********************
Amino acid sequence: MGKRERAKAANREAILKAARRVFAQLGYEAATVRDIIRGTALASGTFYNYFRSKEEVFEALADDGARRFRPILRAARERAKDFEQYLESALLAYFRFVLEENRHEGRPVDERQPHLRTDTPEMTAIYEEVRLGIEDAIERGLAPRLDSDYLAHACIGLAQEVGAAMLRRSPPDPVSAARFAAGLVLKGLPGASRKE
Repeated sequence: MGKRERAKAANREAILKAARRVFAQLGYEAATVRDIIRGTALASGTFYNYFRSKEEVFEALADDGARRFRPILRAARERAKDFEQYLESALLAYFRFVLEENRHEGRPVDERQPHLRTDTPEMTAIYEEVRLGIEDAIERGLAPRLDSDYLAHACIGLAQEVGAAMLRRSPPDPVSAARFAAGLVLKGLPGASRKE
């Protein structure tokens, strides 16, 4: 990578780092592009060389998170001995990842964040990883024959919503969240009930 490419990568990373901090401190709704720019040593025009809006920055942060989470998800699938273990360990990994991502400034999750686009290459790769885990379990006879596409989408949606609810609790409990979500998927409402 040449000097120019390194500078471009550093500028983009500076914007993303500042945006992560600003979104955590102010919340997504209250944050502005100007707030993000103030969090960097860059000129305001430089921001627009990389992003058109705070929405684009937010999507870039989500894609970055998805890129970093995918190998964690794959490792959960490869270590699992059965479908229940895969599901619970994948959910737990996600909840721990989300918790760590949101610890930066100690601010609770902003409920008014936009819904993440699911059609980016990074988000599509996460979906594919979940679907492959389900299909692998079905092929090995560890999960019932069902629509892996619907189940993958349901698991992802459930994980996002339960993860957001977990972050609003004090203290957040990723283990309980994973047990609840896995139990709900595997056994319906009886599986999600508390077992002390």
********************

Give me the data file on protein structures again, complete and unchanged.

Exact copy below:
Amino acid sequence: MGKRERAKAANREAILKAARRVFAQLGYEAATVRDIIRGTALASGTFYNYFRSKEEVFEALADDGARRFRPILRAARERAKDFEQYLESALLAYFRFVLEENRHEGRPVDERQPHLRTDTPEMTAIYEEVRLGIEDAIERGLAPRLDSDYLAHACIGLAQEVGAAMLRRSPPDPVSAARFAAGLVLKGLPGASRKE
Repeated sequence: MGKRERAKAANREAILKAARRVFAQLGYEAATVRDIIRGTALASGTFYNYFRSKEEVFEALADDGARRFRPILRAARERAKDFEQYLESALLAYFRFVLEENRHEGRPVDERQPHLRTDTPEMTAIYEEVRLGIEDAIERGLAPRLDSDYLAHACIGLAQEVGAAMLRRSPPDPVSAARFAAGLVLKGLPGASRKE
């Protein structure tokens, strides 16, 4: 990578780092592009060389998170001995990842964040990883024959919503969240009930 490419990568990373901090401190709704720019040593025009809006920055942060989470998800699938273990360990990994991502400034999750686009290459790769885990379990006879596409989408949606609810609790409990979500998927409402 040449000097120019390194500078471009550093500028983009500076914007993303500042945006992560600003979104955590102010919340997504209250944050502005100007707030993000103030969090960097860059000129305001430089921001627009990389992003058109705070929405684009937010999507870039989500894609970055998805890129970093995918190998964690794959490792959960490869270590699992059965479908229940895969599901619970994948959910737990996600909840721990989300918790760590949101610890930066100690601010609770902003409920008014936009819904993440699911059609980016990074988000599509996460979906594919979940679907492959389900299909692998079905092929090995560890999960019932069902629509892996619907189940993958349901698991992802459930994980996002339960993860957001977990972050609003004090203290957040990723283990309980994973047990609840896995139990709900595997056994319906009886599986999600508390077992002390």